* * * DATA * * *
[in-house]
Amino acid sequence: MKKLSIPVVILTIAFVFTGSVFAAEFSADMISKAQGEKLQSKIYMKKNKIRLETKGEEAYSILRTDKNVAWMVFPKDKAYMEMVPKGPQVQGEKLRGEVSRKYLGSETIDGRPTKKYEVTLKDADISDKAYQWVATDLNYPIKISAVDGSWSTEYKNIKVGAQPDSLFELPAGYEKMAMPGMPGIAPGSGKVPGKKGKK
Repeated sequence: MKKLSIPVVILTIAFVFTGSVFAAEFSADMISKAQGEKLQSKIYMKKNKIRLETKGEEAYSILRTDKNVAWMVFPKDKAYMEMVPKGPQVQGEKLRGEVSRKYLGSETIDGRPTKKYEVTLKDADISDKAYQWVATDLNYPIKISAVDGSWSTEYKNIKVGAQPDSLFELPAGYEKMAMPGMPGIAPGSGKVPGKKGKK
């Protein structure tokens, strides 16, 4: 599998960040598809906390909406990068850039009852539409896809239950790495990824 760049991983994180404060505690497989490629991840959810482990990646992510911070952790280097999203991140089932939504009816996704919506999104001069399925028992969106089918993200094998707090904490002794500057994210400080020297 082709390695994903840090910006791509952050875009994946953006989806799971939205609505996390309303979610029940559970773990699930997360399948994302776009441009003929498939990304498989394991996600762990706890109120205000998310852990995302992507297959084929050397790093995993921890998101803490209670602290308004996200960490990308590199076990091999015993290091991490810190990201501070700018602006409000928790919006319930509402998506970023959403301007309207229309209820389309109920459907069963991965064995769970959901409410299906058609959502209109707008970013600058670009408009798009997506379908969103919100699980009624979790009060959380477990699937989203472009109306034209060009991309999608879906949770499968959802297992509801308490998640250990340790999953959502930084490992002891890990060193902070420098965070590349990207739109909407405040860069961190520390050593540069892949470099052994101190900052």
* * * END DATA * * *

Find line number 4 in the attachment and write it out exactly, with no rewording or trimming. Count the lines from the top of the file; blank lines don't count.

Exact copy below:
């Protein structure tokens, strides 16, 4: 599998960040598809906390909406990068850039009852539409896809239950790495990824 760049991983994180404060505690497989490629991840959810482990990646992510911070952790280097999203991140089932939504009816996704919506999104001069399925028992969106089918993200094998707090904490002794500057994210400080020297 082709390695994903840090910006791509952050875009994946953006989806799971939205609505996390309303979610029940559970773990699930997360399948994302776009441009003929498939990304498989394991996600762990706890109120205000998310852990995302992507297959084929050397790093995993921890998101803490209670602290308004996200960490990308590199076990091999015993290091991490810190990201501070700018602006409000928790919006319930509402998506970023959403301007309207229309209820389309109920459907069963991965064995769970959901409410299906058609959502209109707008970013600058670009408009798009997506379908969103919100699980009624979790009060959380477990699937989203472009109306034209060009991309999608879906949770499968959802297992509801308490998640250990340790999953959502930084490992002891890990060193902070420098965070590349990207739109909407405040860069961190520390050593540069892949470099052994101190900052």